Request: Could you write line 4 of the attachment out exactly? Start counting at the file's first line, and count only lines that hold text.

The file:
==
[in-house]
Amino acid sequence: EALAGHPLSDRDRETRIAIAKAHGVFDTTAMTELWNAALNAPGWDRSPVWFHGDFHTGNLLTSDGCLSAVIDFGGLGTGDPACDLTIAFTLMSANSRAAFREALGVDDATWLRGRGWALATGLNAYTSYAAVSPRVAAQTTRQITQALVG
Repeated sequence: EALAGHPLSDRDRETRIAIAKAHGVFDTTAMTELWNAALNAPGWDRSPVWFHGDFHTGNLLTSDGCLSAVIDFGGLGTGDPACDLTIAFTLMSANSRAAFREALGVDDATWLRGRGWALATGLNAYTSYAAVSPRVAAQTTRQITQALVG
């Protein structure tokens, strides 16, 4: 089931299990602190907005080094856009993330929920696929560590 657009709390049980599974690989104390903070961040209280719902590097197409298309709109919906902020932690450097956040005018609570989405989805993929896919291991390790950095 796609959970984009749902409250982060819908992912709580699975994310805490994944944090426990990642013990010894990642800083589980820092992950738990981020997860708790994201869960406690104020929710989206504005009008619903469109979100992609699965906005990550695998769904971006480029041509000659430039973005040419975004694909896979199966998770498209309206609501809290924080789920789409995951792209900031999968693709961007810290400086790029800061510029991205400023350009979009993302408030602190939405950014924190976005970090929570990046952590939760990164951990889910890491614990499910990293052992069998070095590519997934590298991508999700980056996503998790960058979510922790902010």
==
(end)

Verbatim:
């Protein structure tokens, strides 16, 4: 089931299990602190907005080094856009993330929920696929560590 657009709390049980599974690989104390903070961040209280719902590097197409298309709109919906902020932690450097956040005018609570989405989805993929896919291991390790950095 796609959970984009749902409250982060819908992912709580699975994310805490994944944090426990990642013990010894990642800083589980820092992950738990981020997860708790994201869960406690104020929710989206504005009008619903469109979100992609699965906005990550695998769904971006480029041509000659430039973005040419975004694909896979199966998770498209309206609501809290924080789920789409995951792209900031999968693709961007810290400086790029800061510029991205400023350009979009993302408030602190939405950014924190976005970090929570990046952590939760990164951990889910890491614990499910990293052992069998070095590519997934590298991508999700980056996503998790960058979510922790902010």